Campaigning in Bukit Gantang did not actually hit a high note until two days ago. With Prime Minister Datuk Seri Najib Razak sworn in, a sense of excitement was injected into the otherwise dull campaign.

Tun Dr Mahathir Mohamad who has just rejoined Umno is expected to cement some votes for BN. For many, Dr Mahathir is a symbol of development and prosperity, and his presence to reinforce BN’s campaign may cause some last-minute swing.

While PAS is confident of the non-Malay votes, the Malay votes that make up about 63.5% of the constituency is split. PAS election director Datuk Mustafa Ali said the party will close the gap by polling day and is comfortable with its current position.

On the fact that PAS needs to win with more Malay votes to make it a moral win, a party leader said that is not an issue. “We are all Malaysians. Every vote counts. It does not matter whether it is a Malay or Chinese or Indian vote,” he said.

PAS, known for its cermah perdana or mega ceramah that lines up big names and attracts big crowds, has resorted to ceramah kelompok with 10-15 ceramah per night at various places throughout the constituency.

“We want to reach out to our target audience. The ceramah perdana brings in many outsiders,” explained Mustafa.

The biggest ceramah to date is the one last Saturday night where about 2,000 people thronged Kampung Tebok in Trong (a BN state assembly seat) to hear PAS spiritual adviser Datuk Nik Aziz Nik Mat speak. The soft-spoken Nik Aziz spent the weekend in Bukit Gantang meeting voters and leading prayers, often drawing big crowds.

Opposition Leader Datuk Seri Anwar Ibrahim also made his presence felt; first with a ceramah in Trong that was attended by a multi-racial crowd who braved the rain and then spent Sunday zig-zagging through the constituency.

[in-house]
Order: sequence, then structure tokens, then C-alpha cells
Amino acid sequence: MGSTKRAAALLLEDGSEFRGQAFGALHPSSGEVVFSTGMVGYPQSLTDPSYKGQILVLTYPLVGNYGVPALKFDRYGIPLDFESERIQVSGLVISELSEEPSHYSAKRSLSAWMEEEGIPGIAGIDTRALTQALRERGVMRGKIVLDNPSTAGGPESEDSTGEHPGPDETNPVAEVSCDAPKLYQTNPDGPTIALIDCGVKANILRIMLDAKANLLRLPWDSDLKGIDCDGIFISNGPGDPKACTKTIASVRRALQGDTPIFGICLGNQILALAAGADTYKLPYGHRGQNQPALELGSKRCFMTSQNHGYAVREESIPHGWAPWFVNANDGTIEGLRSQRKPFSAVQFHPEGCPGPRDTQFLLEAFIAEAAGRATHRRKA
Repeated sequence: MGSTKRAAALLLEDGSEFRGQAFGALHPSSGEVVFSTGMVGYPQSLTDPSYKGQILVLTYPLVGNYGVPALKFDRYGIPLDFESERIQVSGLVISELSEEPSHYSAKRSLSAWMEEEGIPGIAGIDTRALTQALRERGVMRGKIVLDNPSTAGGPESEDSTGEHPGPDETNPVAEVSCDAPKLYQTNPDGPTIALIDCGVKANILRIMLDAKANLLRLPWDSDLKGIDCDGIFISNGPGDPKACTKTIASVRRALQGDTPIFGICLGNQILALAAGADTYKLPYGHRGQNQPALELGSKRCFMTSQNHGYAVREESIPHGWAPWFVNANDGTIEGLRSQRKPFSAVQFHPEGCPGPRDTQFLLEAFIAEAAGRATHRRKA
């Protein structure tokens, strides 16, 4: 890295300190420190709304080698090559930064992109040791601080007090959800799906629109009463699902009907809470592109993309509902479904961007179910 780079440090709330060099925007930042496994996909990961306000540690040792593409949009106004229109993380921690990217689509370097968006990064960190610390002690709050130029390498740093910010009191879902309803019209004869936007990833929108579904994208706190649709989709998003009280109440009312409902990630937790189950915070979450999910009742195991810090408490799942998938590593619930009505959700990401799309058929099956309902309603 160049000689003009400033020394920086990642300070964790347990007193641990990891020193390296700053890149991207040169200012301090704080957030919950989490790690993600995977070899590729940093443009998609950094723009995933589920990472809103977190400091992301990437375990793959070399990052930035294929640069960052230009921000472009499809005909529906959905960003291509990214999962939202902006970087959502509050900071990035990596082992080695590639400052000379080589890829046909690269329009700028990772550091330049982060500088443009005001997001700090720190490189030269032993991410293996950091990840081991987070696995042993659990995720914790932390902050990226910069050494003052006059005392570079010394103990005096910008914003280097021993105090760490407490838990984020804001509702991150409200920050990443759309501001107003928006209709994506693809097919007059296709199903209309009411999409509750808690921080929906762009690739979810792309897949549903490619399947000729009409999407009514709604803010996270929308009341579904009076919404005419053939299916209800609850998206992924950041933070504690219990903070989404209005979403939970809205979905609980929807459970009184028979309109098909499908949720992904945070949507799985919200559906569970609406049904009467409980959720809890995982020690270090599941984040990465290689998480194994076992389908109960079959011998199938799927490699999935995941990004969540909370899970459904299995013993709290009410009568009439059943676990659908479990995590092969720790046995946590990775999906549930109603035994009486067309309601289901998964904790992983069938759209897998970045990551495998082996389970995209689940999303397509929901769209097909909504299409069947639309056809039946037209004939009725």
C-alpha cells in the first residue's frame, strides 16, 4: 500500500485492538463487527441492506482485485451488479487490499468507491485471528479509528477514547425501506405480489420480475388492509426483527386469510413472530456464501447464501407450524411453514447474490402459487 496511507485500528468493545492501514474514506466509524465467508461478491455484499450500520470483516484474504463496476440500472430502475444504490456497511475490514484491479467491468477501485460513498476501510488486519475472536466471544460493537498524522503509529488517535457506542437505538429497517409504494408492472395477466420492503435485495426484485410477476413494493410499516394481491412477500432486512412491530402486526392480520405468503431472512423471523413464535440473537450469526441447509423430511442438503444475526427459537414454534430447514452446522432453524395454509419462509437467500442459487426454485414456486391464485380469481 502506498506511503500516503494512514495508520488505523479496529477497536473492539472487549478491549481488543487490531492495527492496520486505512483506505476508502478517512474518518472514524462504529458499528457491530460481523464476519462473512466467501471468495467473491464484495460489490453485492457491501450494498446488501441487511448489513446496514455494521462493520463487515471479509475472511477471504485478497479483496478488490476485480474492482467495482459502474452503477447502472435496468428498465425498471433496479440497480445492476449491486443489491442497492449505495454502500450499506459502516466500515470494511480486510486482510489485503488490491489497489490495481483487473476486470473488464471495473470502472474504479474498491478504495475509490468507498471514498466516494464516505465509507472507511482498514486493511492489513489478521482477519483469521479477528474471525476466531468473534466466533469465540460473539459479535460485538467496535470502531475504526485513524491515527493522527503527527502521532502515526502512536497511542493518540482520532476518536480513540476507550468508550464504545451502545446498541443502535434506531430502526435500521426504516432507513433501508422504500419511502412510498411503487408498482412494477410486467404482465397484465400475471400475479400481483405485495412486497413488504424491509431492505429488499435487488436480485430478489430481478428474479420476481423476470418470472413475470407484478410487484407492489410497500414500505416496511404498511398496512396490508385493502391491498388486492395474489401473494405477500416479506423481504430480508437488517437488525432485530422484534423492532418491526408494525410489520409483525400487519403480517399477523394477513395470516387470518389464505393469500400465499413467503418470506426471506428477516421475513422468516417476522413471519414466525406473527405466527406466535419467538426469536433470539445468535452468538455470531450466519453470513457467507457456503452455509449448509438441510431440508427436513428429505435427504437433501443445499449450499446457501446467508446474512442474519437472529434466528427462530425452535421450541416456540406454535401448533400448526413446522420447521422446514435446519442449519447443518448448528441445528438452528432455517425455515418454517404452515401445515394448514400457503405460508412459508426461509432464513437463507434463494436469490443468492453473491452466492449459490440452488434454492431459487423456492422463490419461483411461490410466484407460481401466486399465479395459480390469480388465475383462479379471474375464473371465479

True to its promise, BN has yet to dish out any mega projects in Bukit Gantang unlike in previous by-elections that promised development that ran into hundreds of millions. What are obvious are newly tarred roads and there was talk of free bicycles and motorbikes for some villagers.

Among the three by-elections tomorrow, Bukit Gantang is the unspoken crown jewel.

A win for PAS/PR would translate into the coalition still having the unwavering trust of the people, thus giving them a much-needed boost to their battered morale since the fall of the Perak government in February.

A loss, however, would mean that it may face a steeper hill in the next general election. It would also mean that the coalition may have not served the people as well as they had thought during their 10 months of administration.

For BN, a win would be seen as a blessing from the people. The way the Perak BN government was formed has been analysed, questioned, criticised and subjected to court scrutiny. A win by local boy Ismail would be seen as a blessing from the people. (BN’s tagline is seeking blessing from the people.) It may also be a sign that the people may be happier with the old rather than the new and untested way.

Bukit Gantang by-election is a tight race with the odds stacked quite equally on both sides. Now the parties will just have to hold their breath until tomorrow night to know their fate.